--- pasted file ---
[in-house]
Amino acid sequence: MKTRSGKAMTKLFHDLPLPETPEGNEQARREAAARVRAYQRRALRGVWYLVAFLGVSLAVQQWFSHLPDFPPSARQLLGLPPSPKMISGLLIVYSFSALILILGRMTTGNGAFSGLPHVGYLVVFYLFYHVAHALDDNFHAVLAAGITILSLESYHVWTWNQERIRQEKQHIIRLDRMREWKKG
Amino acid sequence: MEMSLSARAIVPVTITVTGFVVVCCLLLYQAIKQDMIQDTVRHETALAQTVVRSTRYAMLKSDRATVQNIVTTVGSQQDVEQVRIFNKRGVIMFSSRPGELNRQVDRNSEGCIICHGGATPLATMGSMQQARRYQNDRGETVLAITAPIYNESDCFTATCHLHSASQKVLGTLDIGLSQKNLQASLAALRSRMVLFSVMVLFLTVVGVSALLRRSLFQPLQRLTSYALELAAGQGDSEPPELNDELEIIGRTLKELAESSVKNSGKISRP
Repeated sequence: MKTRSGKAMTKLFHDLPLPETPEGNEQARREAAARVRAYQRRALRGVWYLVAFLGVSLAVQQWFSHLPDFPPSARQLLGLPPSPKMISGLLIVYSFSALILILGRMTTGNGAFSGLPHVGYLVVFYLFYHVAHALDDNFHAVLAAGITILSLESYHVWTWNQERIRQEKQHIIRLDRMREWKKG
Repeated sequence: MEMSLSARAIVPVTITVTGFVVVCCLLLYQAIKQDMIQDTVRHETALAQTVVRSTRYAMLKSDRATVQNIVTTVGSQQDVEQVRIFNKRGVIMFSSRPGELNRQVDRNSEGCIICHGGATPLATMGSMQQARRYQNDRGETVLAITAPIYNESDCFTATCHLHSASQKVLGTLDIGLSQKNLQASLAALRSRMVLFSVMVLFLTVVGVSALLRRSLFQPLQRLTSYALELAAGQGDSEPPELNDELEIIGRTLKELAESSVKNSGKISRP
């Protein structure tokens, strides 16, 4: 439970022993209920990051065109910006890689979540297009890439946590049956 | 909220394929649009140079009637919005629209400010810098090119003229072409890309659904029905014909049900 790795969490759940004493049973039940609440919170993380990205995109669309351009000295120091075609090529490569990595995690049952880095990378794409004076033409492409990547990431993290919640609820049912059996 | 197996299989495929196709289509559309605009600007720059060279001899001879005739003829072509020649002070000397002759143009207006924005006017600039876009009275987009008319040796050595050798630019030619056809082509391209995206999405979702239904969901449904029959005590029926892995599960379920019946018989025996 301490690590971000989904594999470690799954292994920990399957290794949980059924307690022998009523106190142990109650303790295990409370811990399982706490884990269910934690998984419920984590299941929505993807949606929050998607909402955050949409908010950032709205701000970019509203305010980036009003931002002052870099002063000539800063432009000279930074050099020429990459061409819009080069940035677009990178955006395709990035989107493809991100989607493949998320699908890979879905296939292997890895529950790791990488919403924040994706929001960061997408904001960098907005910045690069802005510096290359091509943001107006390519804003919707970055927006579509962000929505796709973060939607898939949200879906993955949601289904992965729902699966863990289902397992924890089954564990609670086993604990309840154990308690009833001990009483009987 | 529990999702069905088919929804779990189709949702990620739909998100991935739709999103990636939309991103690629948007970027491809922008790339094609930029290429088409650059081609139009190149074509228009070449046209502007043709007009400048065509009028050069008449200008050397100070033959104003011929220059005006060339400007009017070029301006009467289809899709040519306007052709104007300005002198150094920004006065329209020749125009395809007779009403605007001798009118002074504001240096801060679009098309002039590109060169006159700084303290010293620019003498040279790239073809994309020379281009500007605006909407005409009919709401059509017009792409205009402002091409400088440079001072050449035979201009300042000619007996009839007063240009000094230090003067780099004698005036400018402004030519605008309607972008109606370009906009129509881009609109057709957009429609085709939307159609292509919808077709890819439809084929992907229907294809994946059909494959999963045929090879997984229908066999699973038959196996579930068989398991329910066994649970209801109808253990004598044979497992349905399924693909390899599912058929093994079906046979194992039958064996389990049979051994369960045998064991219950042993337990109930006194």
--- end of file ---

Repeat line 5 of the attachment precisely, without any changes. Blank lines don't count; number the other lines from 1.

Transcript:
Repeated sequence: MEMSLSARAIVPVTITVTGFVVVCCLLLYQAIKQDMIQDTVRHETALAQTVVRSTRYAMLKSDRATVQNIVTTVGSQQDVEQVRIFNKRGVIMFSSRPGELNRQVDRNSEGCIICHGGATPLATMGSMQQARRYQNDRGETVLAITAPIYNESDCFTATCHLHSASQKVLGTLDIGLSQKNLQASLAALRSRMVLFSVMVLFLTVVGVSALLRRSLFQPLQRLTSYALELAAGQGDSEPPELNDELEIIGRTLKELAESSVKNSGKISRP